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Put pumpkin on your fall menu

This autumn favourite is low in calories and high in fibre

Pumpkins are delicious as well as decorative and shouldn’t be confined to a single holiday.

What’s your favourite dessert?” I asked my daughter. She was a preschooler at the time.

“Pumpkin pie!” she exclaimed.

Her answer surprised me. I was expecting to hear brownies or chocolate ice cream.

“Really, pumpkin pie?” I asked.

“Yes, but we can’t have pumpkin pie now,” she said. “It’s only for Thanksgiving.”

I guess our holiday traditions had led her to think we had restrictions on pumpkin pie.

“We can have pumpkin pie at other times,” I responded.

In fact, I began gathering supplies for a pumpkin dessert. Pumpkin is a healthful food to include on our menus in a variety of ways throughout the year.

Pumpkin is low in calories and high in fibre, with about 50 calories and three grams of fibre per cup. It is an excellent source of beta carotene, a pigment our bodies use to make vitamin A. This vitamin helps keep our skin healthy, helps with night vision and works as an antioxidant nutrient that may have some protective effects against certain types of cancer.

At this time of year, plastic and real pumpkins greet us on many doorsteps. The large jack-o’-lantern-type pumpkins are best used as decorations. Their flesh is stringy and the texture may not be appealing in your recipes.

Be inspired by all of the pumpkin decorations and “pumpkin-spiced” restaurant foods to enjoy some pumpkin on your home menu. You can begin with canned pumpkin or a fresh pumpkin.

If you want to make a recipe using a fresh pumpkin, look for pumpkins that are smaller and rounder. Many times, grocery stores will include a sign by the display or a sticker on the pumpkin that says “pie pumpkin” or “sugar pumpkin.”

To prepare a fresh pumpkin for recipes, first rinse it under running water and scrub, if necessary, with a vegetable brush. This step prevents contaminants that might be on the outside of the pumpkin from being transferred to the flesh during cutting.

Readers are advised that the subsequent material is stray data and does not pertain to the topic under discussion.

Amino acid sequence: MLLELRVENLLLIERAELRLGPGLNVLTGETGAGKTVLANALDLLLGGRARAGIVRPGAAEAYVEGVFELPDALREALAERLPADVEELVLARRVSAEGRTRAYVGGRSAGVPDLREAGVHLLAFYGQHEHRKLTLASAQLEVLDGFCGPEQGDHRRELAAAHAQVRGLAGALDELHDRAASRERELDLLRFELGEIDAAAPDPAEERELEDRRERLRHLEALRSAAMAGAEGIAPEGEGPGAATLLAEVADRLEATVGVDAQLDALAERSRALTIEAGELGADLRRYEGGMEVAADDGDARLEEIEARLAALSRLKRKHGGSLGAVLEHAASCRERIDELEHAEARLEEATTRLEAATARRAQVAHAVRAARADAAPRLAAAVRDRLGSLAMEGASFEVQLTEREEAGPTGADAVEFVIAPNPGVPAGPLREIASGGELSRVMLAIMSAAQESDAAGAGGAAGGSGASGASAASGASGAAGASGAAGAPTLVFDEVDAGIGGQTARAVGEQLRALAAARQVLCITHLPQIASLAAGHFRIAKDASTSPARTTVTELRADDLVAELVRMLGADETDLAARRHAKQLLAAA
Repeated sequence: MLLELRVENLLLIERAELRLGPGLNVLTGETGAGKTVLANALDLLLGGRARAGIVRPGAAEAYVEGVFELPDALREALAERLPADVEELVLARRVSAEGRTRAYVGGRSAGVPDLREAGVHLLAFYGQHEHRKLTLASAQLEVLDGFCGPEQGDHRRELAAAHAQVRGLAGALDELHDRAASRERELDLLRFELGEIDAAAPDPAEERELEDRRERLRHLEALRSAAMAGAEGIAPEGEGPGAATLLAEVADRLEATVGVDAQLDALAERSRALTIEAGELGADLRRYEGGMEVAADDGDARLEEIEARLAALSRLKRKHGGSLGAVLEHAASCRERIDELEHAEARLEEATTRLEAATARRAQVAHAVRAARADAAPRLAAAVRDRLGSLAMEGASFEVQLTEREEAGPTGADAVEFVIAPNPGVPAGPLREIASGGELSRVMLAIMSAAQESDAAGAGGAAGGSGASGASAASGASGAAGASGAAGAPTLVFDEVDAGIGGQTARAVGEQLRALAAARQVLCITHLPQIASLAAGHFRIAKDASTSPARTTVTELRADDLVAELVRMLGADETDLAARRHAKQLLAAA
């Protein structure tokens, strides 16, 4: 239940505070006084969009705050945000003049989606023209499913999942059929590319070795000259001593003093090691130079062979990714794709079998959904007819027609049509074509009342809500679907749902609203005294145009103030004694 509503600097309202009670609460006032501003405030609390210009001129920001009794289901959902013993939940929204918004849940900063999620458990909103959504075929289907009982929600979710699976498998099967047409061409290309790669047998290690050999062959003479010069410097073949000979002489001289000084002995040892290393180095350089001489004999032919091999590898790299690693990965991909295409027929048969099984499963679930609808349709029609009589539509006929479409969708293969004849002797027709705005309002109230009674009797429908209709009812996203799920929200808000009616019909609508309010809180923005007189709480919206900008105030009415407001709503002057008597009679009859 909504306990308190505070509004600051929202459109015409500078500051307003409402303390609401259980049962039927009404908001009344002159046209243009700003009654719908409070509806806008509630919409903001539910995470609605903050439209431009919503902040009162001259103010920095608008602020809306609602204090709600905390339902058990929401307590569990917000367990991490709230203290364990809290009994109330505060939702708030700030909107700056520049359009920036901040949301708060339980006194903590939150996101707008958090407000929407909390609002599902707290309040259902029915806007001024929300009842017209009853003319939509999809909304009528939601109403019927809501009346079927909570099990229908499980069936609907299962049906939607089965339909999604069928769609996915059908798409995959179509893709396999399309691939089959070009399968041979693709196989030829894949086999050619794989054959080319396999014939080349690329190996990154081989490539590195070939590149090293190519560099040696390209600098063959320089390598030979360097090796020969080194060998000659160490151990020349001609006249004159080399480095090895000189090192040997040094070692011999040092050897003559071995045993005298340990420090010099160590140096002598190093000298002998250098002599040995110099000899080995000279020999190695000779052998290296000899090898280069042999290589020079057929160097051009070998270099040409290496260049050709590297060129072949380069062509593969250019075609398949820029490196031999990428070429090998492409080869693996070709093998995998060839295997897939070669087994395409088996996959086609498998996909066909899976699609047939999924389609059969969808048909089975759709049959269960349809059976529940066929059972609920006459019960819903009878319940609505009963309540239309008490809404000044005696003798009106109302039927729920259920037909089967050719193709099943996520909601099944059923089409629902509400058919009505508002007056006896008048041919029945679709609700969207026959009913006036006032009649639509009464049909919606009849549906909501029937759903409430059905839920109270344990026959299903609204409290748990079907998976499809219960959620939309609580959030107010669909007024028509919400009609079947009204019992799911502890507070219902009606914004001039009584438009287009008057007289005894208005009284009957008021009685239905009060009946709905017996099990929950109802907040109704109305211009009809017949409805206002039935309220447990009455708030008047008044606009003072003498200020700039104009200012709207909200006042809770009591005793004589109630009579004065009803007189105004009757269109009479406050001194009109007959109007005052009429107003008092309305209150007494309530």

Next, cut the pumpkin in half, discard the stem and remove the stringy pulp. Remove the seeds and save, if desired, to make a crunchy snack described later.

To bake the pumpkin, place the halves “face down” on a greased baking pan, cover with foil and bake for one to 1-1/2 hours (depending on the size of the pumpkin) in a preheated 375 F oven. Remove the flesh from the skin and mash or process in a food processor and use in your favourite recipe.

Alternatively, you can cut the pumpkin into chunks and boil or microwave the pumpkin until soft.

What about those seeds? Fibre-rich roasted pumpkin seeds are easy to prepare. Rinse them, then blot them dry with paper towelling. Mix each cup of seeds with about one tablespoon of your favourite cooking oil, then sprinkle with the seasonings you like best. You can make them sweet or savoury. Roast the seeds in a 300 F oven for about 50 minutes, turning every 10 minutes, or until they are light brown and crunchy.

We have several pumpkin recipes on the front page of the NDSU website this month. Try making two-ingredient pumpkin spice muffins by mixing one can of pumpkin purée with a box of spice cake mix, placing the batter in muffin tins and baking for about 20 minutes. That’s it — just two ingredients. You can sprinkle the tops lightly with sugar before baking, if desired. Or try some savoury pumpkin soup or pumpkin bread pudding.

Remember “impossible pies” from several years ago? They’re still tasty and easy to make. A slice of this dessert has 100 fewer calories than a piece of pumpkin pie with a regular crust.

Impossible Pumpkin Dessert

  • 1/2 c. all-purpose flour
  • 3/4 tsp. baking powder
  • 1/8 tsp. salt
  • 1 tsp. groundcinnamon
  • 1 tsp. ground allspice
  • 1/2 tsp. ground ginger
  • 1/2 tsp. ground nutmeg
  • 3/4 c. white sugar
  • 3 tbsp. butter, softened
  • 2 large eggs, beaten
  • 1 (15-ounce) can pumpkin purée (not pumpkin pie filling)
  • 1 (12-ounce) can nonfat evaporated milk
  • 2 tsp. vanilla extract
  • Optional topping: 1 tbsp. brown sugar and 1/4 tsp. cinnamon

Preheat oven to 350 F. Spray or grease a 9-inch pie pan and set aside. Sift together the flour, baking powder, salt and spices. In a large bowl, beat together the sugar, butter and eggs. Mix in the pumpkin, milk and vanilla. Add the sifted ingredients and beat until smooth, then pour into the prepared pie pan or square pan. Bake at 350 F for 50 to 55 minutes or until a toothpick comes out clean.

If desired, after 25 minutes of baking, sprinkle the top with the brown sugar and cinnamon mixture. Serve with a dollop of whipped cream if desired.

Makes eight servings. Each serving has 210 calories, 6 grams (g) fat, 6 g protein, 33 g carbohydrate, 2 g fibre and 190 milligrams sodium.

Impossible pumpkin dessert is tasty and easy to make. photo: NDSU

About the author


Julie Garden-Robinson is a North Dakota State University Extension Service food and nutrition specialist and professor in the department of health, nutrition and exercise sciences.

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